The Sound of Drywall
by Peter Segrist,
Working primarily with experimental drone/ambient sounds for just under a decade now, minimalist Potpie (a.k.a. Mike Karnowski) recently released his 13th CD, Waterline. As with all his albums, Waterline is a limited edition; only 50 copies exist. Each has been hand-dipped in brown water so that the cover resembles the many New Orleans homes and businesses that still bear the same murky, horizontal stain.
Though released after Hurricane Katrina, and containing a song entitled “Blues for the Lower 9,” the album is by no means making any sweeping social or political statements regarding post-Katrina New Orleans, instead relying on old-fashioned creativity and innovation to give weight to the pieces. “My musician friends have talked about how our music should reflect the hurricane and the resulting state of affairs,” Karnowski says. “Some feel that it should make our music angrier and louder while others feel that it shouldn’t affect our music at all. Frankly, I think most New Orleanians could do without the Katrina references in the music,” he says. “Is anybody really listening to ‘Louisiana, 1927’ while putting up drywall? I doubt it.”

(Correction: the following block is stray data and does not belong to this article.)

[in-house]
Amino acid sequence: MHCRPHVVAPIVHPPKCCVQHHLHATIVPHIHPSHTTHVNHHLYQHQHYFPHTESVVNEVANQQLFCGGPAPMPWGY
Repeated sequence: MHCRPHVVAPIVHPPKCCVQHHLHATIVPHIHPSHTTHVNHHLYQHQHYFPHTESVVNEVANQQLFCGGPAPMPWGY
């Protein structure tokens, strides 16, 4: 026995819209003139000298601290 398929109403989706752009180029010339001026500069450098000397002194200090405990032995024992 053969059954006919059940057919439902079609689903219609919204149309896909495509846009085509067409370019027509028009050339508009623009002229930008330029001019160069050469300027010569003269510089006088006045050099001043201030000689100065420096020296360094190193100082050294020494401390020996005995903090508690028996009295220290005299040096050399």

Each song on Waterline elicits a specific and unique feel or emotion, often beginning with minimal drones, and eventually breaking into liberating jams, incorporating sine wave generators, acoustic guitars, and bullhorns just to name a few. Describing his unique creation process, Karnowski says, “It may be something concrete like, ‘I’m going to contact mic all the air conditioners in my house, and then blend them all together and play feedback guitar over it.’ the other half the time the piece just evolves on its own.”
Potpie’s CDs are available from backporchrevolution.com and some out of print rarities (8-tracks, etc.) are at McKeown's Books.